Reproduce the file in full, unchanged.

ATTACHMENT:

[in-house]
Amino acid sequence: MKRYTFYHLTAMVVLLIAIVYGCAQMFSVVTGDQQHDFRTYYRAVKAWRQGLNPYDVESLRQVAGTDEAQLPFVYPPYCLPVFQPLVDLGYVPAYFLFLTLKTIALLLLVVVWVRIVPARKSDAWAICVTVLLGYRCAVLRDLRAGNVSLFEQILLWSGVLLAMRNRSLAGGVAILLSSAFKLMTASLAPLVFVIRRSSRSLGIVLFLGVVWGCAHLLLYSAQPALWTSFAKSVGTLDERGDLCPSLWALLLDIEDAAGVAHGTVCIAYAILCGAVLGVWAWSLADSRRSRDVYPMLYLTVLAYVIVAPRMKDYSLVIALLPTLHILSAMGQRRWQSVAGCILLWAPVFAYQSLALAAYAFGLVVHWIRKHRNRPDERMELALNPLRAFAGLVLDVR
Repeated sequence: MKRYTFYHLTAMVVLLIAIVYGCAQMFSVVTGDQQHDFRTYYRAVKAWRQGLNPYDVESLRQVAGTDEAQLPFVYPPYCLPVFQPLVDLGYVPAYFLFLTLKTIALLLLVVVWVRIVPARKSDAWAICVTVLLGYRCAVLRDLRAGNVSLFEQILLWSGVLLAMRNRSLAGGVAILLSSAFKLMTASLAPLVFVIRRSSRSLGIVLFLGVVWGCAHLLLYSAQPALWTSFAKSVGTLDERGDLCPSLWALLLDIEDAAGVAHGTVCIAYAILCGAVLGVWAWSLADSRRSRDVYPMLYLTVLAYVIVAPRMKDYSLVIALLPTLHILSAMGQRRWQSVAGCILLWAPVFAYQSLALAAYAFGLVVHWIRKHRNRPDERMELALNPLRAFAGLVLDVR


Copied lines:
[in-house]
Amino acid sequence: MKRYTFYHLTAMVVLLIAIVYGCAQMFSVVTGDQQHDFRTYYRAVKAWRQGLNPYDVESLRQVAGTDEAQLPFVYPPYCLPVFQPLVDLGYVPAYFLFLTLKTIALLLLVVVWVRIVPARKSDAWAICVTVLLGYRCAVLRDLRAGNVSLFEQILLWSGVLLAMRNRSLAGGVAILLSSAFKLMTASLAPLVFVIRRSSRSLGIVLFLGVVWGCAHLLLYSAQPALWTSFAKSVGTLDERGDLCPSLWALLLDIEDAAGVAHGTVCIAYAILCGAVLGVWAWSLADSRRSRDVYPMLYLTVLAYVIVAPRMKDYSLVIALLPTLHILSAMGQRRWQSVAGCILLWAPVFAYQSLALAAYAFGLVVHWIRKHRNRPDERMELALNPLRAFAGLVLDVR
Repeated sequence: MKRYTFYHLTAMVVLLIAIVYGCAQMFSVVTGDQQHDFRTYYRAVKAWRQGLNPYDVESLRQVAGTDEAQLPFVYPPYCLPVFQPLVDLGYVPAYFLFLTLKTIALLLLVVVWVRIVPARKSDAWAICVTVLLGYRCAVLRDLRAGNVSLFEQILLWSGVLLAMRNRSLAGGVAILLSSAFKLMTASLAPLVFVIRRSSRSLGIVLFLGVVWGCAHLLLYSAQPALWTSFAKSVGTLDERGDLCPSLWALLLDIEDAAGVAHGTVCIAYAILCGAVLGVWAWSLADSRRSRDVYPMLYLTVLAYVIVAPRMKDYSLVIALLPTLHILSAMGQRRWQSVAGCILLWAPVFAYQSLALAAYAFGLVVHWIRKHRNRPDERMELALNPLRAFAGLVLDVR